This one is now rumored to become a brewery: 

    ...which is likely to fit within the current definition of M1.  

  • The thread above references a food incubator in Bed Stuy in an M1 zone. (March 31). Is this the Pfizer/Broadway Triangle project or something else?
  • edited February 2016

    Three separate parties are vying for the zone:

    CB8 would like the zone to become a mix of manufacturing, subsidized housing (aka "affordable") and market rate housing.

    However, the owners of the properties in the zone would like to be able to build exclusively market rate residential.

    And, the city seems to be interested in a mix of market rate residential, and subsidized residential. 

    In exchange for taking CB8's objectives into account, the city is demanding that the CB publicly endorse the Zoning for Quality and Affordability zoning rules that are presently being considered by the City Council.

    ...CB8 is being told it is not in charge.

  • edited February 2016

    Bump:    CB8's land use subcommittee will take place TONIGHT, Feb. 29 at 6:30 PM

    ...Center for Nursing and Rehabilitation at 727 Classon Ave. 

  • edited June 2016

    This warehouse is becoming offices


  • edited June 2016

    By: Rebecca Baird-Remba 7:00 am on June 22, 2016

    "Office conversions are slowly making their way into the industrial zone between Crown Heights and Prospect Heights. Developer Joel Gluck plans to convert a two-story warehouse at 813 Bergen Street to offices. The building runs through the block to Dean Street between Grand and Classon avenues and has an alternate address of 880 Dean Street. The alteration application filed with the Department of Buildings doesn’t offer too many details. But we do know that part of the ground floor will be retail, and the rest of the building will be devoted to office space. It appears that Gluck doesn’t own the building, but he is listed in the owner portion of the filing. The 36,280-square-foot structure last changed hands for an undisclosed amount in 1998. Shawn Stiles, of S&S Architectural Design, applied for the permits. It will be interesting to see what the rents go for in this office space, which will be the second sizable office conversion in this area, after Jonathan Butler’s conversion of the former Studebaker service station at 1000 Dean Street. That building spans 150,000 feet and features a food hall on the ground floor, and it fetches the highest office rents in the neighborhood. Not long after the building opened, in 2014, asking rents for ground floor space were in the high-$20s per square foot. But western Crown Heights does have a few small coworking spaces, including Dean Machine, which is down the block, and its new outpost around the corner, Franklin Electric. There’s also Free Candy Creative Studio nearby on Atlantic Avenue, and Nowhere Studios occupies a loft space further east on Atlantic, by Albany Avenue. "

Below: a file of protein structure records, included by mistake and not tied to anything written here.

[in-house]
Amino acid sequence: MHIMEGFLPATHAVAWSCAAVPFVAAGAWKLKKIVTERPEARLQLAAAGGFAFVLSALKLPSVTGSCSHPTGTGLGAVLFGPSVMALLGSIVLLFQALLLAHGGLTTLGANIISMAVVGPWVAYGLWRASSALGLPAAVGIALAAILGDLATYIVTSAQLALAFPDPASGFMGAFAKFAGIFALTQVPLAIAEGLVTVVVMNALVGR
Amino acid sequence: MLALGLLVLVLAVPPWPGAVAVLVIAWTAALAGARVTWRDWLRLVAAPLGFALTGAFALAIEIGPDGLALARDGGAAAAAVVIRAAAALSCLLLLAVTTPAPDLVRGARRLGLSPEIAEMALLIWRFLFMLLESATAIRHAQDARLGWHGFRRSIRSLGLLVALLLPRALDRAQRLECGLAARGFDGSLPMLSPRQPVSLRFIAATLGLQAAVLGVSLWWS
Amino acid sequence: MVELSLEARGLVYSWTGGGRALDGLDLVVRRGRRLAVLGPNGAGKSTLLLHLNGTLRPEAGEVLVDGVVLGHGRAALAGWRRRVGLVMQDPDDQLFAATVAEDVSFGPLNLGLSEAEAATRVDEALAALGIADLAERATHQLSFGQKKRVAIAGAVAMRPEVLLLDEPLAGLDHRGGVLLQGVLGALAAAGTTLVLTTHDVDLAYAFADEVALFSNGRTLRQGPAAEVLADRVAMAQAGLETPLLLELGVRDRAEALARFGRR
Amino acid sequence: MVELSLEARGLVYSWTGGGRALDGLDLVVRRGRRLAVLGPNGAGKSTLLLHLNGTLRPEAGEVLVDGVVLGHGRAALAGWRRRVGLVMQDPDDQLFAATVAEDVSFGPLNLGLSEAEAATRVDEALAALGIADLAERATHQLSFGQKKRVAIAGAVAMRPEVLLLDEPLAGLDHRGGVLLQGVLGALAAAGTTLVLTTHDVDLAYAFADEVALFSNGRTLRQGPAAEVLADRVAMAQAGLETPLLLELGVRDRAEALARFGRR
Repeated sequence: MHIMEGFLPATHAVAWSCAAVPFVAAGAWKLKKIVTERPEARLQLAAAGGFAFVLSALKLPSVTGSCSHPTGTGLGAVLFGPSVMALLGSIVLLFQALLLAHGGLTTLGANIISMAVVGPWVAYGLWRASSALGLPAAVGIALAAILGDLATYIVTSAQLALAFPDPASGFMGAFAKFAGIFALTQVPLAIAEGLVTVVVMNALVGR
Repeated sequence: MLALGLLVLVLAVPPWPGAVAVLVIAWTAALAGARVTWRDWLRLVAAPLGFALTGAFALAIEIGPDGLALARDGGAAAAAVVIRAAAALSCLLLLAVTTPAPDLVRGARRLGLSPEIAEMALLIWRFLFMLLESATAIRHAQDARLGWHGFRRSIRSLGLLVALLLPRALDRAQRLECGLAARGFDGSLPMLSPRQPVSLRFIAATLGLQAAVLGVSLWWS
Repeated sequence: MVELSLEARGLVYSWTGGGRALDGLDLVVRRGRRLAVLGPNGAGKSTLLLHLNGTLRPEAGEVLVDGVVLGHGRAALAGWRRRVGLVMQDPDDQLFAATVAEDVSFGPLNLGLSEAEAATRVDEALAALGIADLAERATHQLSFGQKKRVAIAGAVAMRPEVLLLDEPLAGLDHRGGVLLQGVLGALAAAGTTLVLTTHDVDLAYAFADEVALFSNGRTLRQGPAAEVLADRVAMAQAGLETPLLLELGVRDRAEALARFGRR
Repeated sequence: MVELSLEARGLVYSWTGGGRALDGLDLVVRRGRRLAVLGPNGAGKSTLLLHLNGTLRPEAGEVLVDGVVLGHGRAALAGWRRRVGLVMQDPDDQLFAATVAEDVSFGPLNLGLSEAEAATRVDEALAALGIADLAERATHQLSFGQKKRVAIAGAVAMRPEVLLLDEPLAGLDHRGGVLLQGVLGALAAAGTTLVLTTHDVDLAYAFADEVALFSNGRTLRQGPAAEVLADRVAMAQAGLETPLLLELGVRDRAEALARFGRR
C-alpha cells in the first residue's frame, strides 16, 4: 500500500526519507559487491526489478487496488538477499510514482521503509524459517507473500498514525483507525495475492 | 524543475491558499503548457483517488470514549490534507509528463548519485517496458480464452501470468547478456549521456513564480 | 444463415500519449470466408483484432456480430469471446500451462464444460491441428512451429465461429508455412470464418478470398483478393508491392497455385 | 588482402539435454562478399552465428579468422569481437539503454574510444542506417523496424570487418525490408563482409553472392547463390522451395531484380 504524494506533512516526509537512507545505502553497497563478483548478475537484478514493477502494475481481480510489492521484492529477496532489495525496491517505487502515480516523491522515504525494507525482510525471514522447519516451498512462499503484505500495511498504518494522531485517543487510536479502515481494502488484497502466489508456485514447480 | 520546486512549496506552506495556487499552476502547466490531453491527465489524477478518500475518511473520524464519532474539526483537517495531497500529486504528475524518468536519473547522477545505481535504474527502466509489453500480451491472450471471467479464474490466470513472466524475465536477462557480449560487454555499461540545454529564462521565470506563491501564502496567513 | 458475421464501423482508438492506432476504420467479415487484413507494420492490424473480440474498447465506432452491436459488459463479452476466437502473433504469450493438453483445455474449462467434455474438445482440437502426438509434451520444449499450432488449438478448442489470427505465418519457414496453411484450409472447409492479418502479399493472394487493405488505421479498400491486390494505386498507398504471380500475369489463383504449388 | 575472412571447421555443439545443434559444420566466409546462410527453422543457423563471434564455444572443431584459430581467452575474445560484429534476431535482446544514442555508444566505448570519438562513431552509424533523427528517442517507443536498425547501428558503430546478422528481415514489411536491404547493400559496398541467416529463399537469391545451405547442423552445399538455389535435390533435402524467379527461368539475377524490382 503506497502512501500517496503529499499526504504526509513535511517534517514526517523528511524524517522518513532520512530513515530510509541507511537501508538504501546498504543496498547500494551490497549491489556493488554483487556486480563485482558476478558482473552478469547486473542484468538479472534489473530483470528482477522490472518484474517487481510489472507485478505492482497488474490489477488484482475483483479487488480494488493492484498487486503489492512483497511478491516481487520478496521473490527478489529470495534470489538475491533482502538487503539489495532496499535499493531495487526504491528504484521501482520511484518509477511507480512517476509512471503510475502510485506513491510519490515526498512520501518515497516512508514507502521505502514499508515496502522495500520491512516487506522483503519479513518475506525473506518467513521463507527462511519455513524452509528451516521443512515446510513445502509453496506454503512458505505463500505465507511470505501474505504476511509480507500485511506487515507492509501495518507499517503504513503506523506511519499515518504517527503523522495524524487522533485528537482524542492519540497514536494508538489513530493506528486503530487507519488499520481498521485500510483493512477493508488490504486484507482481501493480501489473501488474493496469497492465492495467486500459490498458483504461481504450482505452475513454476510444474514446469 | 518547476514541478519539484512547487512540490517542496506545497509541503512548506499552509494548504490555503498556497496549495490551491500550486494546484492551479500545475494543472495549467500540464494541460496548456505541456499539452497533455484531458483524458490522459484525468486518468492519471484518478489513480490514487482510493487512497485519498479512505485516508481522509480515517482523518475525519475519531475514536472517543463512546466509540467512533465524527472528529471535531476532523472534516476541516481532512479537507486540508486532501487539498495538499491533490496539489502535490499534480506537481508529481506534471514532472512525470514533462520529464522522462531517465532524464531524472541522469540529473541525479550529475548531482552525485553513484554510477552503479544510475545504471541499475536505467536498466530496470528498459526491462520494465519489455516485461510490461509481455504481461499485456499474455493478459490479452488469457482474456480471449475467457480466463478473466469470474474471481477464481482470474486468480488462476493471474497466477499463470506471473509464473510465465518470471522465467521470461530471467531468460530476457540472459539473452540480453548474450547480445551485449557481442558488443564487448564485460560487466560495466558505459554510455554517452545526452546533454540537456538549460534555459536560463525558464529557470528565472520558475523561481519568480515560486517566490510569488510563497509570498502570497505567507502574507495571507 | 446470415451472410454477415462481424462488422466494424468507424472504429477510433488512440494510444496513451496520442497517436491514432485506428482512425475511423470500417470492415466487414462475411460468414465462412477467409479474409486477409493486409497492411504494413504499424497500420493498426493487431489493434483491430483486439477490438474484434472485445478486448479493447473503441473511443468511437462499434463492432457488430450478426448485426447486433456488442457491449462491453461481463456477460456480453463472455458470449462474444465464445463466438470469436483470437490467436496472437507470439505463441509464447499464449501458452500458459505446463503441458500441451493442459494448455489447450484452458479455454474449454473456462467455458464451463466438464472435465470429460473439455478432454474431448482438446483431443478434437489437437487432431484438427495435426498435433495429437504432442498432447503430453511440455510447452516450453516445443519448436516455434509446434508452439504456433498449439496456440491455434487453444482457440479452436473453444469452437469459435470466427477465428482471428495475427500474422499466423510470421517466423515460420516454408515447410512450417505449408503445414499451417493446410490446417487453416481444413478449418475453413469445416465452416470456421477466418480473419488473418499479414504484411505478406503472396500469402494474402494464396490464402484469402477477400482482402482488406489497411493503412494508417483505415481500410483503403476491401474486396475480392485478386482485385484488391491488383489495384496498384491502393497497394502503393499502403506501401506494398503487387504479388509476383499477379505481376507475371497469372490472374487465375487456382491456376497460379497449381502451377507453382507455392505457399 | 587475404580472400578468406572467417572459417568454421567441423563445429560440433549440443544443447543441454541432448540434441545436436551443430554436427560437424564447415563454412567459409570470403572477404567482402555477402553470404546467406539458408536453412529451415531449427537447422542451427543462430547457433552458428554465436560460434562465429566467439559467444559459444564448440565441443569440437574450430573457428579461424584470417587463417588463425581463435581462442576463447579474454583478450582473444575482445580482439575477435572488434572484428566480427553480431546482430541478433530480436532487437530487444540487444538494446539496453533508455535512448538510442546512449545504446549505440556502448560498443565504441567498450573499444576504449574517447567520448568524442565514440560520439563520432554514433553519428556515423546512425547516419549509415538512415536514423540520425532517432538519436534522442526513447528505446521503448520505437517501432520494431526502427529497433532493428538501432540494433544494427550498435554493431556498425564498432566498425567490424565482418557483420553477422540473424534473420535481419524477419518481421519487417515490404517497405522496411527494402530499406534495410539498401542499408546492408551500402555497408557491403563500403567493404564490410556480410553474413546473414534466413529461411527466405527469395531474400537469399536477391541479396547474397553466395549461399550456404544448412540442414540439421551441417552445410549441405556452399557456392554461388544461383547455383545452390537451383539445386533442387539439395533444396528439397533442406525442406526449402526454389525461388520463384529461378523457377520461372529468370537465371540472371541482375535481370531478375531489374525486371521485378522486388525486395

• The warehouse is also pitching itself to office tenants. 768 Bergen

    Screen Shot 2016-11-21 at 7.44.32 PM
  • At present, self storage places are prohibited from opening in the M1 zone.    

    ....that could change.

This discussion has been closed.